Friday, January 03, 2014

Part 3 of Real sex in mainstream movies

After Part 2 of Real sex in mainstream movies here we are again with a new selection of 8 mainstream movies featuring real sex.

Embedded in one page:

The Image with Rebecca Brooke
The Wayward Cloud by Tsai Ming-liang
Antares by Götz Spielmann [the thumbnail]
Spetters by Paul Verhoeven
Lazaro's Girlfriends by Fernando Merinero
LelleBelle by Mischa Kamp
Anatomy of Hell with Amira Casar
Desire (q) by Laurent Bouhnik



1. The Image (1975) by Radley Metzger with Rebecca Brooke
The Image is a 1975 American film that was re-released in an edited version in 1976. The film is also known by two other titles: The Punishment of Anne and The Mistress and the Slave and was directed by Radley Metzger. The film is based upon the classic 1956 sadomasochistic novel L'Image, written by Catherine Robbe-Grillet and published under the pseudonym of Jean de Berg. The story of middle-aged Jean, a writer (played by Carl Parker), who meets an old friend, Claire, a lesbian and also middle-aged (played by Marilyn Roberts) and is soon drawn into her world of sadomasochism, in which they torture Claire's youthful slave, Anne (Mary Mendum, aka Rebecca Brooke, and Metzger's girlfriend at the time).





2. The Wayward Cloud (2005) by Tsai Ming-liang with Chen Shiang-chyi
The most audacious film to date from visionary director Tsai Ming-liang, The Wayward Cloud is about a porn actor and the museum tour guide who enters into a strange relationship with him, unaware of his profession.





3. Antares (2004) by Götz Spielmann with Petra Morze
Antares is a 2004 Austrian film directed by Götz Spielmann. It was Austria's submission to the 77th Academy Awards for the Academy Award for Best Foreign Language Film, but was not accepted as a nominee. A deadly car crash sets off three parallel stories of women at crisis points, faltering behind the doors of the same, plain Vienna apartment block.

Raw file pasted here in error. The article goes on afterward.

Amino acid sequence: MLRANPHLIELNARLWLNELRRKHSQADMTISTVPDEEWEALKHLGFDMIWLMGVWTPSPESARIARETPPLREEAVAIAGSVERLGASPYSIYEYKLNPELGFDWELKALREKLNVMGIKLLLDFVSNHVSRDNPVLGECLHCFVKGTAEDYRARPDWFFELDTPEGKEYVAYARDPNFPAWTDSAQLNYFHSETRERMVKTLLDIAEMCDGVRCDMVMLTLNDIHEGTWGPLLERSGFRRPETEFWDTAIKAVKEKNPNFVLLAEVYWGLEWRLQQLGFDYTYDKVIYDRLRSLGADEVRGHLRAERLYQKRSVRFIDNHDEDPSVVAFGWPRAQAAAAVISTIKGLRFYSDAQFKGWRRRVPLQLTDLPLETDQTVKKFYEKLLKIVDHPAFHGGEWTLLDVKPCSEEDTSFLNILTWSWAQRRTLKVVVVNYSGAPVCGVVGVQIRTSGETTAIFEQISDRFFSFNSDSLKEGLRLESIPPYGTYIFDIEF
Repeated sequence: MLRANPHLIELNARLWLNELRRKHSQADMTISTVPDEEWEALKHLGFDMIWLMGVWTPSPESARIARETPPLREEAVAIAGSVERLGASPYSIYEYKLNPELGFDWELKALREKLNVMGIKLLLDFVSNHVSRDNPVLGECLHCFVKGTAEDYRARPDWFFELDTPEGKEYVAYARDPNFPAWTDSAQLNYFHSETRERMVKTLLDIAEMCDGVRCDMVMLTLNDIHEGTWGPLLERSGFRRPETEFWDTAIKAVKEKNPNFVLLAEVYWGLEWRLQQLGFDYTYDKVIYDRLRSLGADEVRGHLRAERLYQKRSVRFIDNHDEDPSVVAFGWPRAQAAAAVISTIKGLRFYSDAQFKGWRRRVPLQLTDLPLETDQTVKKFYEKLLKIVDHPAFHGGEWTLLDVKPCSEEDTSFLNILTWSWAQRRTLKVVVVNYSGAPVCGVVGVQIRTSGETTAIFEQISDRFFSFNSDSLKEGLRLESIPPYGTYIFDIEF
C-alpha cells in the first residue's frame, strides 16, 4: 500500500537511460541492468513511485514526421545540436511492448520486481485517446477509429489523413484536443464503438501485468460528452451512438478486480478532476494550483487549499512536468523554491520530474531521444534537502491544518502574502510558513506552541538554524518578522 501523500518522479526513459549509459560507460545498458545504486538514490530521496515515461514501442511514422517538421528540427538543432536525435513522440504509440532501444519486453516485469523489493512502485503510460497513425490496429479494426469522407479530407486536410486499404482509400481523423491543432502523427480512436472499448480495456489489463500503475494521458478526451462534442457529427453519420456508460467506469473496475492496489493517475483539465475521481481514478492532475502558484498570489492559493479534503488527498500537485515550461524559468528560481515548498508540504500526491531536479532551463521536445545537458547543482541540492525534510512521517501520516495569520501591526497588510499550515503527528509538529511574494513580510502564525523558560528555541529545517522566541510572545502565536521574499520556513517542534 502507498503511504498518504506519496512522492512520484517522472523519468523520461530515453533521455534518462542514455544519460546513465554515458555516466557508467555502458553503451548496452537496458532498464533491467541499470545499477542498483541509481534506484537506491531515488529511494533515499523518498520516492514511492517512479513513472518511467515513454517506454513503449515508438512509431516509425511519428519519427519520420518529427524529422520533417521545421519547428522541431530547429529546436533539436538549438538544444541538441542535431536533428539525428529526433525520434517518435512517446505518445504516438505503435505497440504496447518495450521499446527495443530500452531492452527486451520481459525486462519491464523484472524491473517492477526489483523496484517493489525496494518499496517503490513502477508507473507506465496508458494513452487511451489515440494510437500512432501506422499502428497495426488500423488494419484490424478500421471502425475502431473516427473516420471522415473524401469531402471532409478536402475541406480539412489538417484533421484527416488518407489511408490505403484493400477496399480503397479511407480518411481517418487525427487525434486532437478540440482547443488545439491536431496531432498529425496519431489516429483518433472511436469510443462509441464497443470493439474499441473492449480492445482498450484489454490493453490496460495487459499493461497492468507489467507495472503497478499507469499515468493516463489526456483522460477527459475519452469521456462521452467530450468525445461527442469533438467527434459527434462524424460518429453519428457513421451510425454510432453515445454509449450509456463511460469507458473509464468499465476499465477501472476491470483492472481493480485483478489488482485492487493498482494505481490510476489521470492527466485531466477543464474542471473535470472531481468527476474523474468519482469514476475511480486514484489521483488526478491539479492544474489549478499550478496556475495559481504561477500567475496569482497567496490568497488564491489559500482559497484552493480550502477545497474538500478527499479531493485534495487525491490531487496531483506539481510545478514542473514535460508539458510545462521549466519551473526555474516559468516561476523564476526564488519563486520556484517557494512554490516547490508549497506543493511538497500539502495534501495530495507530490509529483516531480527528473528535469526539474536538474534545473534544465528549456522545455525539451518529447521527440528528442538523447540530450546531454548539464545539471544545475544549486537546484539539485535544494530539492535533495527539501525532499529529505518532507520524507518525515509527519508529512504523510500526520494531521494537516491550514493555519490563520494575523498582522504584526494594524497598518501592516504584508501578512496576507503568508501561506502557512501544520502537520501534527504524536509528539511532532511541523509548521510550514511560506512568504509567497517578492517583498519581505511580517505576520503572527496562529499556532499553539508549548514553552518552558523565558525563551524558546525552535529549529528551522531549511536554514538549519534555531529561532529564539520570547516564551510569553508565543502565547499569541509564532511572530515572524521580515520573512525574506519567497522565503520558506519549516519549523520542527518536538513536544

4. Spetters (1980) by Paul Verhoeven with Renée Soutendijk
Spetters led to protests about the manner in which Verhoeven portrayed gays, Christians, the police, and the press. Although Verhoeven made one more film in the Netherlands, the response to Spetters led him to leave for Hollywood. Despite the large amount of controversy surrounding it, the film proved to be popular with 1,124,162 admissions in the Netherlands alone. From a financial perspective the film proved to be a disappointment, given the fact that the production ran seriously behind schedule and over budget. The careers of Maarten Spanjer and Renee Soutendijk were launched by this film, but it did not do much for the other young lead actors. Hans van Tongeren committed suicide in 1982.





5. Lazaro's Girlfriends (2002) by Fernando Merinero with Franciska Ródenas
Lazarus is a charming Cuban looking for life in Madrid. Once his gf Dolores takes a trip from Spain to Cuba to reside together with him, she discovers that he's in jail for kidnapping and attempted violation. Dolores attempts to endure with a cracked heart, her empathy and sensualism permitting her to adjust to life in Madrid while attempting to get over Lazarus' drug addiction.





6. LelleBelle (2010) by Mischa Kamp with Catherine Dagelet
LelleBelle is a TV Movie by Mischa Kamp featuring Catherine Dagelet. 19-year old violinist Belle lives in a small farming village in the Netherlands. Everyone around her seems obsessed with sex: her boyfriend, her sister and especially her mother. But Belle?s only interest is her violin, and she is put off by the constant flirting and mating of her peers.





7. Anatomy of Hell (2010) by Catherine Breillat with Amira Casar
The film was adapted by writer/director Breillat from her novel Pornocracy. The sexually explicit film stars Amira Casar as "the woman" and porn star Rocco Siffredi as "the man". Leonard Maltin summarizes: "After attempting suicide in the bathroom of a gay disco, a woman hires the man who rescues her to spend four nights in her company, challenging him to 'watch me where I'm unwatchable'."





8. Q (Desire) (2011) by Laurent Bouhnik with Helene Zimmer
Directed by controversial French filmmaker Laurent Bouhnik (24 Hours in the Life of a Woman), Desire is a frank and insightful examination of sexuality and ethos among young people today.


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